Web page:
- There’s Nothing Quite Like @CHSCONF is a post from T. Scott Plutchak’s highly respected blog. Although he has attended the Charleston Conference since 2002, Scott still feels that “there really isn’t any other event quite like it” and in his post he goes on to explain why. He notes that “the range of topics covered is staggering” and that while the conference tagline is – Issues in Book and Serial Acquisition – … “it is so much more than that.” He points to the opportunities he has had to attend sessions and participate in presentations, not to mention, the chance to develop a web of career enhancing personal connections. According to Scott, much of this is due to the vision of creator and founder Katina Strauch and the hard work of Executive Director, Leah Hinds and the conference team they have assembled.
- Charleston Conference Blog provides those who couldn’t be there with Don Hawkins’ comprehensive gavel-to-gavel coverage of the key events and presentations of the entire 5-day conference.
- Before and After: Perspectives on the Digitization of Primary Sources is another post by Ms. Kubelka. But this one discusses a specific program that “brought together members of the academic community to discuss their unique perspectives on the digitization of primary source content. From a professor, a society archivist, a chief scientific officer and a librarian, we learned more about the role that archives play in their professional lives and how digitization of these primary sources will impact their objectives…”
- Charleston Library Conference Recap: Publication Ethics, Collaborations, Copyright, and Piracy is a report by Technica Editorial’s Chris Moffatt discussing the various sessions that he attended. Chris discusses a panel called “Publication Ethics, Today’s Challenges: Navigating and Combating Questionable Practices,” a session entitled “Scientific Societies and Associations: A Close Look into What They Do and Why It matters for Libraries,” and one called “Pirates or Robin Hoods? Copyright and the Public Good.”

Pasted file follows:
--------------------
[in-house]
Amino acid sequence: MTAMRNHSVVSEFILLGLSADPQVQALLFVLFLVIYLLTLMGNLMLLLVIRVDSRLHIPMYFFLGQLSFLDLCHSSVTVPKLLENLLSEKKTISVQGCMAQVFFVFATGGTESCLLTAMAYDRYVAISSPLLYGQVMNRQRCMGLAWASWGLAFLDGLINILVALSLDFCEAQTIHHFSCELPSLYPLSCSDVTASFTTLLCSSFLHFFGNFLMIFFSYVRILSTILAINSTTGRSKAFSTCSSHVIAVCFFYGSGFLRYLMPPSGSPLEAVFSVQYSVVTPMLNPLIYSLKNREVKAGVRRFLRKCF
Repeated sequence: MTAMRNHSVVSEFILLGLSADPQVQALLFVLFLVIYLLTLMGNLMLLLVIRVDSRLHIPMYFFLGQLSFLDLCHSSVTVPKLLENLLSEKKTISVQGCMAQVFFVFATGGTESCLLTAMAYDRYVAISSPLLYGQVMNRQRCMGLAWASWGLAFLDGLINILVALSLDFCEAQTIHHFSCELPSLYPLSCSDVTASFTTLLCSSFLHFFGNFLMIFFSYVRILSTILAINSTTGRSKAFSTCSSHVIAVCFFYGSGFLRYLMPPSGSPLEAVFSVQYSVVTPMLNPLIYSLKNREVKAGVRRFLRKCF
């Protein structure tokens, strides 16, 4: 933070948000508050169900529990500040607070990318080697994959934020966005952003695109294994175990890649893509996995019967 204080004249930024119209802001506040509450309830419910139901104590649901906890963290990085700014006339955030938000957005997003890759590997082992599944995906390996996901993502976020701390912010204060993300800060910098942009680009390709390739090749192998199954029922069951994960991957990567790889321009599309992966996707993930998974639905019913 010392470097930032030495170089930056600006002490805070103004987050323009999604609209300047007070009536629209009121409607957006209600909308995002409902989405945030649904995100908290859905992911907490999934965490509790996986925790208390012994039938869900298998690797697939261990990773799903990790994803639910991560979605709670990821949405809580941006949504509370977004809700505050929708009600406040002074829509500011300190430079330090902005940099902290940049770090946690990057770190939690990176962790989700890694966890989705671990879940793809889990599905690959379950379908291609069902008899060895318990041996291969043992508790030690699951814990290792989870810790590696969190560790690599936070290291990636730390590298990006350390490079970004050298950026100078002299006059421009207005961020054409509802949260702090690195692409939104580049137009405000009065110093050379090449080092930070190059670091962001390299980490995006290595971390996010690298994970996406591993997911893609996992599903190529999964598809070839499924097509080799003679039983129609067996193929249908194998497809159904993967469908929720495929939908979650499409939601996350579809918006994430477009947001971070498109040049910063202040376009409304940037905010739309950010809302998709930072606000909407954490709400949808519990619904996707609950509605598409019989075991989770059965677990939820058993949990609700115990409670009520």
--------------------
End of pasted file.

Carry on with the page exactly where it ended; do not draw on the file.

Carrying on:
- A Brit abroad! provides the insights of first time attendee Dominic Broadhurst, University of Manchester who feels the conference offers a unique “size and scale.” He also notes “how well organised everything was, with significant numbers of professional conference staff on hand … with friendly and professional support for delegates and speakers” and “given the logistical dimensions and the sheer number of sessions this made a real difference, especially to a first time visitor…”
- CHARLESTON CONFERENCE 2017: A few days in the USA is also by Dominic Broadhurst but this time it’s a collection of posts and photos from his Storify account.
- Chris at the 2017 Charleston Conference is a post from another first time attendee who thought “the Charleston Conference was an event that covered so many topics and issues (pardon the pun) that it encouraged some deep thinking about the future of library acquisitions, regardless of format or the materials that were collected. Among the many ideas that were discussed, these were the ones that captured my attention…”
- 2017 Charleston Library Conference – Cambridge Core Blog starts with blogger Susan Soule‘s observation that the Charleston Conference “was an excellent opportunity for academic librarians, vendors, and publishers to meet, listen to, and comment on each other’s initiatives, plans, and concerns for the future.” And while she admits it’s not possible to attend every session, some general themes emerged which she goes on to discuss.
Tom is originally from Brooklyn N.Y but has spent his entire professional career in South Carolina, most recently as Head of Reference Services at the College of Charleston. As part of the Against the Grain and Charleston Conference team, he serves as the associate editor of the print ATG as well as the co-editor of the webpage. Tom’s conference duties include coordinating the Penthouse Suite interviews as well as the conference poster sessions.
He received his MLS from the University of Buffalo, SUNY and a second master’s in public administration from the College of Charleston and the Univ. of South Carolina. His wife Carol and he live in downtown Charleston and she is an artist and a tour guide offering historic walking tours of the city.